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Tracks of the fox


The written word is our footprint on the snow, the record of our moment in time upon this Earth.

Who wants to become a writer? And why? Because it’s the answer to everything. … It’s the streaming reason for living. To note, to pin down, to build up, to create, to be astonished at nothing, to cherish the oddities, to let nothing go down the drain…
Enid Bagnold (1889-1981), British author and playwright best known for the 1935 story National Velvet

Tracks of the fox

If we do not write about it, if we do not tell its story, it did not really happen. That is what we writers believe.

Restless, sleepless on a full moon night, I rose from bed hours before dawn, leaned into the middle bedroom’s dormer window sill, and gazed out on the snow-covered south yard, blue-white under bright moonlight and patched with shadows that changed shape as a southwest wind made bare treetops sway. On the hillside, 50 yards to west, I saw a furtive movement, a shadow that moved too stealthily and gracefully to be a mirage created by shifting light and wind. A fox was stalking through the understory of the wooded hillside, searching, hunting, working his nightly rounds of rabbit warrens and mouse nests.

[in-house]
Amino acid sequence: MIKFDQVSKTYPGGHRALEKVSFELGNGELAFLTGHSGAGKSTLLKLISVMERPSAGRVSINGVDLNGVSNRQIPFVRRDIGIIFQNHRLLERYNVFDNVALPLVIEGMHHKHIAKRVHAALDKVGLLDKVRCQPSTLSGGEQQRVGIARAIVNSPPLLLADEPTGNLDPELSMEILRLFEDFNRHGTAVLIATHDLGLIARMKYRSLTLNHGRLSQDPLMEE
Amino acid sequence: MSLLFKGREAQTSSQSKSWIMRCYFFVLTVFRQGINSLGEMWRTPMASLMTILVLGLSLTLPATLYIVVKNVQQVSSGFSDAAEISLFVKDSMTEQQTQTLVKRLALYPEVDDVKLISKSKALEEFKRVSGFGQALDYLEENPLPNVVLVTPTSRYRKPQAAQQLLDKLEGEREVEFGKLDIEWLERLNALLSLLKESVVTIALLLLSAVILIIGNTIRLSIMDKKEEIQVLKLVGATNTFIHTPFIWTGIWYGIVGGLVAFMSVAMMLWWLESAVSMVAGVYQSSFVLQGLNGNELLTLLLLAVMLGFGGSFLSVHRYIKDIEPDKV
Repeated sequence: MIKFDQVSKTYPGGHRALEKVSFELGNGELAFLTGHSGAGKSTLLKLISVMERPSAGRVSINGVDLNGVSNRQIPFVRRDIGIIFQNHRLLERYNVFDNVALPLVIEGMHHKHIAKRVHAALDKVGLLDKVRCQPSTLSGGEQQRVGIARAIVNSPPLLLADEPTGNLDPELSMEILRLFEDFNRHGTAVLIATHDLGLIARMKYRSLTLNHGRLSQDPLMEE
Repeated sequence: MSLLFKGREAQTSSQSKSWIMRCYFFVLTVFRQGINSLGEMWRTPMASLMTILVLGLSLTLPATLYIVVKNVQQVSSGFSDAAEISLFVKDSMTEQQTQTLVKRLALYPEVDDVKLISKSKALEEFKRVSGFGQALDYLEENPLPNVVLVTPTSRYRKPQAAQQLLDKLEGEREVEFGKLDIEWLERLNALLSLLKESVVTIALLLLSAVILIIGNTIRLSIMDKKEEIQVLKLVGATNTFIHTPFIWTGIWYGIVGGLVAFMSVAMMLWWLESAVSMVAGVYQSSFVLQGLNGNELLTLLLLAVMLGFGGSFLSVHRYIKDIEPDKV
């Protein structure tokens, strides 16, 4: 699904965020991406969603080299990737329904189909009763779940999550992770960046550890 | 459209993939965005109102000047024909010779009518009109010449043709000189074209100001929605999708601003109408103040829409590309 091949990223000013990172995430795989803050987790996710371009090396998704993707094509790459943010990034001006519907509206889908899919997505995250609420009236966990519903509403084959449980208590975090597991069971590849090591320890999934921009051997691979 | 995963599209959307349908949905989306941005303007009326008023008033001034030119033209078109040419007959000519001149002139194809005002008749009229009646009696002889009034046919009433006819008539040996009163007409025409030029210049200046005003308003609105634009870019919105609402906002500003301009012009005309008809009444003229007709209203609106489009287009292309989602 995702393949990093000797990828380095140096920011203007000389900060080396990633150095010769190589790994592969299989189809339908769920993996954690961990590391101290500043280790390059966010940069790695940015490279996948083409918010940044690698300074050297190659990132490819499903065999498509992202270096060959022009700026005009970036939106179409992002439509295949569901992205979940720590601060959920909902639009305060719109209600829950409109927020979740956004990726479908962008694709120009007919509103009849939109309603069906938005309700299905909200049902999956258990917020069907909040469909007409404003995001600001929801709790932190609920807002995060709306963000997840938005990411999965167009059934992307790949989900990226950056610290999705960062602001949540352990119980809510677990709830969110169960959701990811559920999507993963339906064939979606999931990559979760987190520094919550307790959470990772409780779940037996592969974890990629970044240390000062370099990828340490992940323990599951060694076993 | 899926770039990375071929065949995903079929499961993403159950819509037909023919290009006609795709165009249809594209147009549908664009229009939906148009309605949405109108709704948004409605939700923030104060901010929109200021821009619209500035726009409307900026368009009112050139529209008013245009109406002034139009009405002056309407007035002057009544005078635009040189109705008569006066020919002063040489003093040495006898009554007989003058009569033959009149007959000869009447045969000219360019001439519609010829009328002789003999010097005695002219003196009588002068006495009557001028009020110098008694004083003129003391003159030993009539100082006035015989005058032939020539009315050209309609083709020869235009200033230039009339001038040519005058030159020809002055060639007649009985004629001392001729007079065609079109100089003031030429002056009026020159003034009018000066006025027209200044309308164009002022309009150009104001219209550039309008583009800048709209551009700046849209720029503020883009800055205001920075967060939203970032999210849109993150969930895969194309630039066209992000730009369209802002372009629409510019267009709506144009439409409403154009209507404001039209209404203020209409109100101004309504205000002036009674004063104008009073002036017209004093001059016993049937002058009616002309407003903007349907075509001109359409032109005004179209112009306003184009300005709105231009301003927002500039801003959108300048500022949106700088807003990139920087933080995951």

He trotted around the perimeter of the yard, never venturing more than five or six feet from under the scant cover, mingling his own shadow with those of cedar and spruce trees, gooseberry clumps and wild raspberry tangles, buckthorn brush, and the last of the broken canes of Japanese knotweed that own one corner of the yard. I followed his progress as far as possible through the limited view from the dormer window, then moved to catch a final glimpse of him from the south bedroom window.

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Beastly weather, beautiful walk

Beastly weather, beautiful walk